As header really, I have need of a circular saw for a few projects and I
wondered if battery ones were any good? I don't need to cut much more than
18mm MDF at most. Are they any good for cutting laminate flooring or would
be better off hiring a chop saw?
(excuse the x-post but I need to get hold of one ASAP if the consensus is
I personally don't like them, tried two different ones belonging to work
mates, who also don't like them, and found that they don't have the OOMPH
you need to do any real work with them. Although, saying that, they were
good enough for cutting a couple of inch by inch wooden stakes in garden,
but they fell over when tried on anything bigger.
I have a champion (Focus own brand I think) that I paid 25 pounds for
including 2 batteries. Coped fine cutting 30mm worktop with a full
charge, but cutting thicker stuff seems to drain the battery fairly
I have found the 18v dewalt cordless saw very usefull. Its portability
and size makes ideal if you are restricted buy space or location. The
light weight also makes it easy to handle. Have used it to cut 4 x
2's, 28mm thick kitchen worktops and rip down 18mm sheet of mdf. On
the minus side I think that the side guide rail should reach at least
enought to cover the blade.
One feature which you wont see on the cheaper or other 18 volt
cordless circular saws is the blade is on the left hand side giving
you 'at a glace' lining up.
If its just occasional use or for a couple of jobs there are plenty of
cheap 240 volt circular saws availiable. One piece of advice (that
makes sence) I have picked up from this board would be to change the
blade of a cheepo circular saw to a good quality one.
B&Q have got one for 35 quid, but it may have been an end of range. As
regards the extension arms you only need to support the workpiece, so
suitable sized offcuts of wood are fine.
I've not laid laminate flooring, so you'd have to check the saw will cope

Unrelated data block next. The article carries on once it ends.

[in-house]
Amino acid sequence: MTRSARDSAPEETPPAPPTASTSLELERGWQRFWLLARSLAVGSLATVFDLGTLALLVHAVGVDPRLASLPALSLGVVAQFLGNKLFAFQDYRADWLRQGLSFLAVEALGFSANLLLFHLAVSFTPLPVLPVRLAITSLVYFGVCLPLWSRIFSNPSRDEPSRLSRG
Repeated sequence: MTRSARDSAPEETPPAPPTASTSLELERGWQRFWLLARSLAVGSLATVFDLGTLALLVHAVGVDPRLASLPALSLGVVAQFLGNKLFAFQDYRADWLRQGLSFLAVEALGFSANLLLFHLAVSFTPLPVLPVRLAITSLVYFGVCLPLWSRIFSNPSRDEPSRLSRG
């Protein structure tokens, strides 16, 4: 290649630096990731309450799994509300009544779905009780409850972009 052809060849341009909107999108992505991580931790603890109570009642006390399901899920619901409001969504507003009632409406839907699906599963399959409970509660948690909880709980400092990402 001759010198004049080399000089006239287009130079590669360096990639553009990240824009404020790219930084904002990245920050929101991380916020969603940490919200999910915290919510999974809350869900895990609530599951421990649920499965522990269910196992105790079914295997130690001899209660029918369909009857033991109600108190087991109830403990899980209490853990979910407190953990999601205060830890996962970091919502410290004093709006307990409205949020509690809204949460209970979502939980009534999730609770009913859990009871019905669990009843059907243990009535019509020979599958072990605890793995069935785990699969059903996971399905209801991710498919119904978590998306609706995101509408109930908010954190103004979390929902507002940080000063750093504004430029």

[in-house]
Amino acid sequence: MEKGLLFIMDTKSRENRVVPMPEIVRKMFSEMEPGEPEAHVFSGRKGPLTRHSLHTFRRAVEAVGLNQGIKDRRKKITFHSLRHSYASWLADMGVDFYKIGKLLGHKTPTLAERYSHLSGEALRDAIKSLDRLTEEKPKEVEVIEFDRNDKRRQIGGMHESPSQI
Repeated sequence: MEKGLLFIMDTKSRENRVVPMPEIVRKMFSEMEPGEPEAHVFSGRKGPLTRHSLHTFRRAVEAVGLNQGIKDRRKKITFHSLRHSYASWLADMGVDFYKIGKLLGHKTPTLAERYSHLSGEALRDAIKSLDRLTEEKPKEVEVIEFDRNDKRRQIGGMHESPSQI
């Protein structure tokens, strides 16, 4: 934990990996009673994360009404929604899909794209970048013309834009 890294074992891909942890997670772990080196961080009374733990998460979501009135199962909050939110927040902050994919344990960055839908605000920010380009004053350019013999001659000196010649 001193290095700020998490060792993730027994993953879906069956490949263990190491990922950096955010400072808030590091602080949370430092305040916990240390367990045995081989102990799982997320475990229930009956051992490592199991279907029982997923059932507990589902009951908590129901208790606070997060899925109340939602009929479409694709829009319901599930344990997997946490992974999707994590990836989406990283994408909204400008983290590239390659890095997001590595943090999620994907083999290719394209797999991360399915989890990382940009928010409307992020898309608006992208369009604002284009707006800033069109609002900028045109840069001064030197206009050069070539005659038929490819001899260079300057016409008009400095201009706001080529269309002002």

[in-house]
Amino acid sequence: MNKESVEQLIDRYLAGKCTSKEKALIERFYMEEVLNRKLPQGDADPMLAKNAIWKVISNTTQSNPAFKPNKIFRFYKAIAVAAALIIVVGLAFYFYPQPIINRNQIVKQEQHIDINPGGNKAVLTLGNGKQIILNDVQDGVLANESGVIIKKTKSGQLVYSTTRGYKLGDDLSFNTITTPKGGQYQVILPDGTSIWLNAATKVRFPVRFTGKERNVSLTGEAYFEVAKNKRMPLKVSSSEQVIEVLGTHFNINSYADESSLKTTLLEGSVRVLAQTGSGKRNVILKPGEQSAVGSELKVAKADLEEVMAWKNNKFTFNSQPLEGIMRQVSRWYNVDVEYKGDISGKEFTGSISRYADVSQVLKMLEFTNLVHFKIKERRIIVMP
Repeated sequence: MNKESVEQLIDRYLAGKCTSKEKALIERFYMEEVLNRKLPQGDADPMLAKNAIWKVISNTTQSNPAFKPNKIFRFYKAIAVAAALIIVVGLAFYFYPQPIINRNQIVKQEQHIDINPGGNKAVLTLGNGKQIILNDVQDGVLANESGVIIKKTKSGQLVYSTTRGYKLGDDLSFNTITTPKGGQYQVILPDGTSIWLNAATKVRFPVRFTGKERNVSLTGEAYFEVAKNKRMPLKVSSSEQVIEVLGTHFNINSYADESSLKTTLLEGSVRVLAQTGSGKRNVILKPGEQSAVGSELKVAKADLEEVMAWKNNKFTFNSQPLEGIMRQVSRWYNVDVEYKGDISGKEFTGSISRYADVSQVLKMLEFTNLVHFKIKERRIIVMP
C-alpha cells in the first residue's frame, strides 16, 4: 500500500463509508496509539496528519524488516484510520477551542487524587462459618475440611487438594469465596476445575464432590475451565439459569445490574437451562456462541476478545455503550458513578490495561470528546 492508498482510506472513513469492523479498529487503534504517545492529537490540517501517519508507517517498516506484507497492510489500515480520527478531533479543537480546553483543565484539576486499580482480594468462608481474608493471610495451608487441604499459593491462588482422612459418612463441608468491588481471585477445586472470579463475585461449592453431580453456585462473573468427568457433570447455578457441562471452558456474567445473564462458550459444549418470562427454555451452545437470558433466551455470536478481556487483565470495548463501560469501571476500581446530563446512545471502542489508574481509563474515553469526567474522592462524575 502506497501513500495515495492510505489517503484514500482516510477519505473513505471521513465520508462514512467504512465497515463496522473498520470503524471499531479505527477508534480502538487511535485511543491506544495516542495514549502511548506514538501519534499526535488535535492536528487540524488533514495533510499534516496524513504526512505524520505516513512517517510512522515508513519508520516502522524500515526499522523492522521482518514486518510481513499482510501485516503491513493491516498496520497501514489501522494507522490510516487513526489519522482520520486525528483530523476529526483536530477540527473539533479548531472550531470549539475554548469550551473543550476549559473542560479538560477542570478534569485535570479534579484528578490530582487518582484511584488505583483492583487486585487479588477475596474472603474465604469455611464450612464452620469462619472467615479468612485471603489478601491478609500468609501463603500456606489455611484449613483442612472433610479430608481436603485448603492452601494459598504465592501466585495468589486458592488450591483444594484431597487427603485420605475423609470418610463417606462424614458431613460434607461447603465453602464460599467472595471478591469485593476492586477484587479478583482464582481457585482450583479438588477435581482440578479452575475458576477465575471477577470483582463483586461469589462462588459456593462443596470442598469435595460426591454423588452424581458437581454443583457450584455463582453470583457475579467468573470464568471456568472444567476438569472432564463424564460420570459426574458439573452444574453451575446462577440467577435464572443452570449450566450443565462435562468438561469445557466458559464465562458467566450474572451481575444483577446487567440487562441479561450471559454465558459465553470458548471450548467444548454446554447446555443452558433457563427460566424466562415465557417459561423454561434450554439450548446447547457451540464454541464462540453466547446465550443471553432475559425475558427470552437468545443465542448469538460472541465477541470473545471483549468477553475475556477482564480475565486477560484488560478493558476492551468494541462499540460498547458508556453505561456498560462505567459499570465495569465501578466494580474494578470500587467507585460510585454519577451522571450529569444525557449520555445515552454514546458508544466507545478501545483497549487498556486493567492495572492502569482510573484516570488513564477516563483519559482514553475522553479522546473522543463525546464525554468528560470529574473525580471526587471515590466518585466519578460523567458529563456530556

with the width. They do sliding ones which definitely would, but they're
over 100 quid.
*Why don't sheep shrink when it rains?
Dave Plowman email@example.com London SW 12
I had to cut a banner down to length that had 1" mild steel box section as a
frame, clad in 9 mm MDF, this was in the foyer of the National Theatre ...
all I had was my DW cordless trim saw and a hacksaw, set the depth to 9mm to
cut off the MDF and then finish off with the hacksaw, well I thought it was
9mm :-/ ...... turns out it was 6mm and i had my glasses on upside down ...
the DW went through the mild steel like it wasn't there, so I wound the
blade down and finished the job.
It really depends on the blade as well as the saw, the DW comes with a
blade that is guaranteed against hitting a certain amount of nails, plus it
is very thin ... so there isn't much drag. I've used it for 18mm ply before
and it groaned a bit, but the ply was wet. The motor won't last like a
mains powered saw, but it is good for getting you out of trouble if you need
a quick cut, in an awkward place and don't want to be trailing leads and
dealing with a high HPs.
Depends upon your jigsaw! :-) Mine sailed through it with pretty good
accuracy, used (as always) with the pendulum switched off. But then it's an
However, the straightness of cut isn't critical., you've got to be able to
keep within about 5mm of the line, because everywere you need to cut
laminate it's going to be against a wall or some other place where it's
covered by the skirting, a decor strip, or some beading.
I find the jigsaw much quicker to use (as a tool, not the cutting action)
because it doesn't need straight guides and other stuff that I use with the
I'm with you 100% there. Having a bit of grunt to the motor really helps
with a saw.
email me at
richard at olifant d-ot co do-t uk
wrote in message> > > I would use a jig saw for laminate.> > I wouldnt, very very slow wiggly lines are not whats called for. Mains
I'm not sure I understand this. I use the circ with no guide
frequently, just rip by eye, and by god is it fast. When I did 12mm
shitboard I could hardly walk fast enough to keep up with it! 8x4 done
in literally a few seconds. I would have thought going round a whole
room with a jigsaw would really add some time on.
So much. Since I got the circ the jigsaw is just obsolete. It lies
abandoned and regarded with 'how the heck did I do anything with that'
I gather jigsaws do vary a lot more in quality than circs, and my
jig's a cheapie. Yuck. Sounds like yours is a much better beast.
HomeOwnersHub.com is a website for homeowners and building and maintenance pros. It is not affiliated with any of the manufacturers or service providers discussed here.
All logos and trade names are the property of their respective owners.